10/22/20

The Founders’ priceless legacy

 

 

   November 2020
The New Criterion’s Visiting Critic delivers the second annual Circle Lecture.

Editors’ note: The following is an edited version of remarks delivered for The New Criterion’s second annual Circle Lecture on September 30, 2020.

However unfashionable to say so at the moment, the American Founding is one of the noblest achievements of the Western Enlightenment. It created something breathtakingly new in history: a self-governing republic that protects the right of individuals—not serfs, not subjects, but equal citizens before the law—to pursue their own happiness in their own way. Who could have imagined that such a triumph would come under the violent attack that now seeks to deny and besmirch it? Whether it flies the banner of The 1619 Project, Black Lives Matter, or Critical Race Theory, the new anti-Americanism condemns the Founding Fathers’ project as conceived in slavery, not liberty, and dedicated to the proposition that we can never be equal citizens with equal rights.

It is a militant anti-Americanism, too. Like the iconoclasm of the most violent English Puritans, who smashed the faces off the carved saints and angels in one sublime medieval church after another, or of the French sans-culottes, who dug up and desecrated nine centuries of royal bodies from their tombs in the Abbey of Saint-Denis, defacing for good measure the statues of the Old Testament kings on the façade of this first great Gothic building, today’s anti-Americanism seeks to pulverize and obliterate our national past as something too offensive and obscene to have existed.

The current upheaval is the latest paroxysm of a cultural revolution that has gained momentum for half a century or more, and its trajectory from the universities to popular culture is too well known to need repeating. What I want to discuss here is the precious value of our inheritance from the Founding Fathers that today’s vandals want to destroy. If they succeed—since history, even our own, doesn’t always go forward and upward, despite the claims of the so-called “progressives”—we will find ourselves in a new Dark Age of constraint and superstition.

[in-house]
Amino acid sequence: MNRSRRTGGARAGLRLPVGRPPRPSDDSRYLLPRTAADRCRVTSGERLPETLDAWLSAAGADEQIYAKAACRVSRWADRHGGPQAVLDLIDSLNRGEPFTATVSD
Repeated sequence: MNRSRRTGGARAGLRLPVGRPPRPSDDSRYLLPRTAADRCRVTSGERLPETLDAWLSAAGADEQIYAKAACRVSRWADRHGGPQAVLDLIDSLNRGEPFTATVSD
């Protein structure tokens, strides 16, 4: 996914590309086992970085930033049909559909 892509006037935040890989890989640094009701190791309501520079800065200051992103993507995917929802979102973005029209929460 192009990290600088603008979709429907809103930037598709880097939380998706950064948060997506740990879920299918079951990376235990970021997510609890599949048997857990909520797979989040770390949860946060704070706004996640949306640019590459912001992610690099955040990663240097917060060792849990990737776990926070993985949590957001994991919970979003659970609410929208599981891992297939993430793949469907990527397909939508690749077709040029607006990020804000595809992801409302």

At the heart of the Founding was a thirst for liberty. In announcing our national freedom from imperial domination, the Declaration of Independence began by asserting our right to individual liberty. For the Founders, that liberty was not some vague abstraction. They understood it concretely, as people do who’ve suffered its opposite. They grasped it like those Eastern Europeans who once lived under Communist tyranny, for instance, or like Jews who survived the Holocaust.

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07/10/20

On Thomas Jefferson


He trusted to the advance of the Enlightenment to end
slavery
JULY 27, 2020, ISSUE

Nobody embodies the paradox at the heart of the American
founding more vividly than Thomas Jefferson, the slave
owner who penned the American creed of liberty in the
Declaration of Independence and who, with a slave as his
concubine, would “dream of freedom in his bondsmaid’s arms,”
as Irish poet Tom Moore jeered during Jefferson’s second
presidential term. As young vandals torch our national heritage,
in an infectious delusion that America was conceived in slavery,
not in liberty, take a good look at our third president, warts and
all. You’ll find, despite his undeniable flaws, one of history’s
great men who helped build history’s greatest nation. He is
especially relevant now, when the qualities he placed at the
center of our culture are at once so beleaguered and so
essential. Continue reading

07/22/17

“Let Right Be Done!”

A classic film’s lesson in liberty

July 21, 2017

May I recommend one of my candidates for the Ten Greatest Movies list—The Winslow Boy? What the 1948 British film (not David Mamet’s 1999 remake) has going for it is a brilliant director, Anthony Asquith—who ranks with such luminaries as Carol Reed, Alfred Hitchcock, John Huston, or Jean Renoir—and a stellar cast, which includes some of the most skilled actors in movie history, from Cedric Hardwicke on down, all at the top of their form. But above all these advantages, the movie’s animating spirit is its script, by Terrance Rattigan and Anatole de Grunwald from Rattigan’s play, which grippingly dramatizes a principle at the very heart of Anglo-Saxon liberty—a principle that today’s America badly needs to relearn.